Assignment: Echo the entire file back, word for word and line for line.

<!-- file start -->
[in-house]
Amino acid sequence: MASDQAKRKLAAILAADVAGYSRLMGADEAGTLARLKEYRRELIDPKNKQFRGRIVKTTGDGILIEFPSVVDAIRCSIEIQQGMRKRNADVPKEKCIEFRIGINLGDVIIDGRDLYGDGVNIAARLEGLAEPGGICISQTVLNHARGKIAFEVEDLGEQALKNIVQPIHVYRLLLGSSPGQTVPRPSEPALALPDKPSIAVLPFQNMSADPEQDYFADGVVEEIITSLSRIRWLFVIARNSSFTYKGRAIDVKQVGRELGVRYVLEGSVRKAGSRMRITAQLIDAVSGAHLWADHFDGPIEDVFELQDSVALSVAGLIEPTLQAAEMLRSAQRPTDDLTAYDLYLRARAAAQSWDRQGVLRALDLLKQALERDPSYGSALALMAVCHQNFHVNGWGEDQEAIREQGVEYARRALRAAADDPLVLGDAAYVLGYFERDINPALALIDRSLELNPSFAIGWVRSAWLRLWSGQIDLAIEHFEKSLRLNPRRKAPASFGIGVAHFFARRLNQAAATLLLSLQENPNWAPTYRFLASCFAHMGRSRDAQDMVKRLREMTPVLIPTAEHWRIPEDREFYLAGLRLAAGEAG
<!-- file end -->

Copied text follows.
[in-house]
Amino acid sequence: MASDQAKRKLAAILAADVAGYSRLMGADEAGTLARLKEYRRELIDPKNKQFRGRIVKTTGDGILIEFPSVVDAIRCSIEIQQGMRKRNADVPKEKCIEFRIGINLGDVIIDGRDLYGDGVNIAARLEGLAEPGGICISQTVLNHARGKIAFEVEDLGEQALKNIVQPIHVYRLLLGSSPGQTVPRPSEPALALPDKPSIAVLPFQNMSADPEQDYFADGVVEEIITSLSRIRWLFVIARNSSFTYKGRAIDVKQVGRELGVRYVLEGSVRKAGSRMRITAQLIDAVSGAHLWADHFDGPIEDVFELQDSVALSVAGLIEPTLQAAEMLRSAQRPTDDLTAYDLYLRARAAAQSWDRQGVLRALDLLKQALERDPSYGSALALMAVCHQNFHVNGWGEDQEAIREQGVEYARRALRAAADDPLVLGDAAYVLGYFERDINPALALIDRSLELNPSFAIGWVRSAWLRLWSGQIDLAIEHFEKSLRLNPRRKAPASFGIGVAHFFARRLNQAAATLLLSLQENPNWAPTYRFLASCFAHMGRSRDAQDMVKRLREMTPVLIPTAEHWRIPEDREFYLAGLRLAAGEAG